When we meditate, we enter the mind of Christ by entering into meditative states of awareness of all that we hold in common as human beings. We sit, silent and still, and learn the intimate texture of thoughts, feelings, memories, and bodily sensations that all of us as human beings experience. In doing so we drop down into levels of oneness with others that transcends the differences between us. I am not you. But if I have intimately tasted my own aloneness, my own experience of thoughts arising and passing through my mind, my own breathing-then I already have in my intimate awareness of myself an intimate awareness of you.
This knowledge is not that of the words written on the pages of my mind, rather, it is a knowledge of the human experience of the mind itself. The experience is not simply my personal feelings about this or that. It is rather the intimate understanding of the texture of my own heart as feelings play across its surface, flow through it, and alter its state from one moment to the next. Grounded in this self-knowledge, I am grounded in awareness of oneness with you at a level that precedes and transcends the differences between us. I know you with an empathatic, heartfelt knowledge of what it means to be a human being.
It takes time, but little by little we enter the social dimensions of the mind of Christ in awakening to how perfectly one we are with everyone living and dead. As this awareness slowly seeps in, we are able to grow, day by day into a more patient, gracious recognition and acceptance of and gratitude for others. Little by little the graciousness of Christ’s emphatic mind of oneness with others is translated into a thousand little shifts in the way we think about people, our attitudes toward them, and the way in which we actually treat them day by day.
As we learn to see ourselves through the eyes of Christlike compassion we start to see others through the eyes of Christlike compassion as well. In learning to be compassionate towards ourselves as precious in our frailty, we learn to be compassionate toward others as precious in their frailty.”
~ James Finley, Christian Meditation, p. 96
I've come to believe that compassion is a crucial component in glorifying God and bringing glimpses of His Kingdom to the world. Jesus lived with great compassion-healing, preaching, teaching and extending himself out to the margins of society where many wouldn't dare to go. To be instruments of His peace and love it's essential as we grow with God to reflect Christ's compassion to others. As important and central as that is in our mission towards service to others, I think sometimes it's often overlooked to invoke that same compassion we extend to others to ourselves as well. It seems that sometimes we are more willing to forgive others and less willing to forgive ourselves. When we harbor guilt, feelings of unworthiness, etc. against ourselves that can only serve as a stumbling block in our mission to help others.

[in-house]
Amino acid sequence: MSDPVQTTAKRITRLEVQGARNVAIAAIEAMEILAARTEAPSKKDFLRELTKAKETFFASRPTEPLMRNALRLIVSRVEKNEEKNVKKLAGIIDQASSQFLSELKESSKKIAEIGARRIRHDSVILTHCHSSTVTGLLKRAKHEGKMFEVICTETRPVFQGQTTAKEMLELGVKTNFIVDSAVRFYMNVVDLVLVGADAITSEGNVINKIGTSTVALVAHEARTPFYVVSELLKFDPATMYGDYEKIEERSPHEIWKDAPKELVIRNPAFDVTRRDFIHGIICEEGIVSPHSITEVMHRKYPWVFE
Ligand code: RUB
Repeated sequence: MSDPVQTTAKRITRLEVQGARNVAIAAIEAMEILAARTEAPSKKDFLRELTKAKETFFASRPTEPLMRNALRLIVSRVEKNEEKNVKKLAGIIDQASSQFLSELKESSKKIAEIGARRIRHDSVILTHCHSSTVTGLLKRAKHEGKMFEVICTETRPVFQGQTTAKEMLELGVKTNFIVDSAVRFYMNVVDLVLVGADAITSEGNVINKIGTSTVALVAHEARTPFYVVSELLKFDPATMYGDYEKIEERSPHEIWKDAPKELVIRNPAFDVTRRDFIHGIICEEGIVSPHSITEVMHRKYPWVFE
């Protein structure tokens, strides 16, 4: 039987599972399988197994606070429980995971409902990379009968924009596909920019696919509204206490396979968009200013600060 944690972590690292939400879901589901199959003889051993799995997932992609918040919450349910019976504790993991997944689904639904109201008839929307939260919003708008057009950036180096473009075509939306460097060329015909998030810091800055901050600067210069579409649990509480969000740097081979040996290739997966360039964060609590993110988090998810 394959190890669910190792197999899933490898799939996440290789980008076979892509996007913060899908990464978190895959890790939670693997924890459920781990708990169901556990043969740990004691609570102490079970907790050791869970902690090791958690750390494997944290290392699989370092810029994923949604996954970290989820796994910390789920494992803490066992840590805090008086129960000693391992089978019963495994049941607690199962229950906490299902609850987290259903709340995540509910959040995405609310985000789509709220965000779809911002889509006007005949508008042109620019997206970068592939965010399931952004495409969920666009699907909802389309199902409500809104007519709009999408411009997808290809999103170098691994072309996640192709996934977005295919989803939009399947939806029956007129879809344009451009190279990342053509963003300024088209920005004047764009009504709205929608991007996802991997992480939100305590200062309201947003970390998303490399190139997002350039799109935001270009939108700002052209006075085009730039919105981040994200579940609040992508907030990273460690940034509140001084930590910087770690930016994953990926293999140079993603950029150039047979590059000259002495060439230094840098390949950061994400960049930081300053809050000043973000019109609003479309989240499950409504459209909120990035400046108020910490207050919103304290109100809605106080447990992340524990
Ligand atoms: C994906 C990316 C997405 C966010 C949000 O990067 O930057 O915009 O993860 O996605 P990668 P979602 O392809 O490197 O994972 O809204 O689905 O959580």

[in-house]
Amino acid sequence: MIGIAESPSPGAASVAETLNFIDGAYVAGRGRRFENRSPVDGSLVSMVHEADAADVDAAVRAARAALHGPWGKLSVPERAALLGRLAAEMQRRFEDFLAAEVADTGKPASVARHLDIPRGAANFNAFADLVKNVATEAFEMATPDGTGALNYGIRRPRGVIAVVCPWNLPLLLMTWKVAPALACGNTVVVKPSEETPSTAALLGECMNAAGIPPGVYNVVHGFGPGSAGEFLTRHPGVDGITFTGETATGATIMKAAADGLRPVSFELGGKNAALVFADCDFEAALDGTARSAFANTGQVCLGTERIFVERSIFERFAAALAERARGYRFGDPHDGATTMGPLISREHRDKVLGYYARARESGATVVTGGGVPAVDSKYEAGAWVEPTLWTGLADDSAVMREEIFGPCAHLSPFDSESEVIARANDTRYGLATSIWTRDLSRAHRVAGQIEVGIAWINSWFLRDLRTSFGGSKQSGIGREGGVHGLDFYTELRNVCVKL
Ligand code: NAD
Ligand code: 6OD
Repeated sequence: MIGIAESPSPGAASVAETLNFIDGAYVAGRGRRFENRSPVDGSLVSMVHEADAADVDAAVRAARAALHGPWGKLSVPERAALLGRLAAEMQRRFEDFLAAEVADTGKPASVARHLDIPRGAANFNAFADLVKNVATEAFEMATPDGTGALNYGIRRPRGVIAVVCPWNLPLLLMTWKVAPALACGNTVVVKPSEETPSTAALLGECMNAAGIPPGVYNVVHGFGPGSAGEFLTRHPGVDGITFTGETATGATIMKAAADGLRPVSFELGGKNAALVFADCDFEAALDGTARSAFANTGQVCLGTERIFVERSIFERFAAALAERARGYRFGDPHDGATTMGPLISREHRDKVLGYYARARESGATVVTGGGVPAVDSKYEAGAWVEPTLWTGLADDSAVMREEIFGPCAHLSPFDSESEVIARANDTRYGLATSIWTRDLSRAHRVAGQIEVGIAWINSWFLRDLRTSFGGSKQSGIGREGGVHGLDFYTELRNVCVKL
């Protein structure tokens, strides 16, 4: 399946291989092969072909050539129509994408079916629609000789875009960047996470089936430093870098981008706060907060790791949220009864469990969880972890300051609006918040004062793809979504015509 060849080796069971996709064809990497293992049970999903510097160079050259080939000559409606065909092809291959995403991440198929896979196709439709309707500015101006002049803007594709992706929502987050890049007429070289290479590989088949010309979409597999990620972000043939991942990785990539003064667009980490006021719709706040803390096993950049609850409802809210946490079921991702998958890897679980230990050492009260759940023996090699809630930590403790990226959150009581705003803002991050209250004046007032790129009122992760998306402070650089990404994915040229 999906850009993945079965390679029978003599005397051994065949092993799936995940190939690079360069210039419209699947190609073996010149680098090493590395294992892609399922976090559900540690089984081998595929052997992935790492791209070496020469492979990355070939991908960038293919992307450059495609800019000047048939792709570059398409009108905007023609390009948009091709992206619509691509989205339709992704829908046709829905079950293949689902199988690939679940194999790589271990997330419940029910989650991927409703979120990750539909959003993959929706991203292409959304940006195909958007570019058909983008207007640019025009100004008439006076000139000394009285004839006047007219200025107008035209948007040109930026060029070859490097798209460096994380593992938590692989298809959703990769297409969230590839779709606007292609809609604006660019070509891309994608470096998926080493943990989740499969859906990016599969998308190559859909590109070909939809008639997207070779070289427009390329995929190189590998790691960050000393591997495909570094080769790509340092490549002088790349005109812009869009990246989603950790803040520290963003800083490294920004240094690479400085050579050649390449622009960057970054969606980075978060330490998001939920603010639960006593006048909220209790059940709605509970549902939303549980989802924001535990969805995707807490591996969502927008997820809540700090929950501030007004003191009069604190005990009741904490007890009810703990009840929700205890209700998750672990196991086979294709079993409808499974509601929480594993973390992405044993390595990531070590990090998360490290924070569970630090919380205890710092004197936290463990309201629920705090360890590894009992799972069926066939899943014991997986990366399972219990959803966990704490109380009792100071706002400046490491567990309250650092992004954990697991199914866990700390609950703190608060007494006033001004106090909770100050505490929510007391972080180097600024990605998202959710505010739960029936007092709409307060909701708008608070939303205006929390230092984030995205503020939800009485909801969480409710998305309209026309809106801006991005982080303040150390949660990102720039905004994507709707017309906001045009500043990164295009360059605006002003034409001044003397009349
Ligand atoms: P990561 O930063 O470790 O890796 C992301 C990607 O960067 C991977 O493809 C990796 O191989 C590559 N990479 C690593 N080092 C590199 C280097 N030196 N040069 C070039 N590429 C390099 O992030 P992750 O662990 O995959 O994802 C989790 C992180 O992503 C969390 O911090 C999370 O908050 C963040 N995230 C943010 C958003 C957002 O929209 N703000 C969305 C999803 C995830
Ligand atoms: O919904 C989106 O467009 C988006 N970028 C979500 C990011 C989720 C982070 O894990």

We become imprisoned by our own illusions about ourselves instead of being liberated from them. God offers us full liberation and redemption from our sins! As Christians, I feel it's important to take hold of the offer God holds out in His hands and allow Him to break the chains that bind us from serving Him more fully and living a more joy-filled and productive life. In fact, it should be one of our prerogatives! God wants us to find pleasure in Him, joy in Him. How can we find joy in God if we are trapped by our own prisons we have built around our hearts?
I love this passage from Finley because I can relate to so much that he says. Contemplative prayer, or Christian meditation, has been an invaluable experience for me in so many different ways. To experience the unfolding of your consciousness, to see more clearly with objectivity your thoughts and realize them for what they are...oftentimes impermanent illusions built upon the shaky foundation of attachments and other impermanent illusions, is transforming. It allows one to enter into and experience a new diminsion of God's reality. When stillness of one's mind is acheived and all of one's desire stretches towards the depths of God and is then enveloped in union with His love and peace...one does not walk away unchanged! It is also a beautiful way to realize profoundly the interconnectedness that we have with all of life that surrounds us. To treasure it, for it is a manifestation of God's glory, it is His love breathed out.
Thank you for bringing us safely into a new day. I pray that You guide our hearts to an ever deeper and fuller understanding of Your love, Your Grace, Your compassion. May You illuminate the areas in our lives where we need to come humbly before You in repentence and help us walk as free sons and daughters of God so that we might reflect Christ's compassion and love fully and boldly in all the corners of the world.
May we give You, and You alone, all glory, honor and praise.
In Jesus' precious name,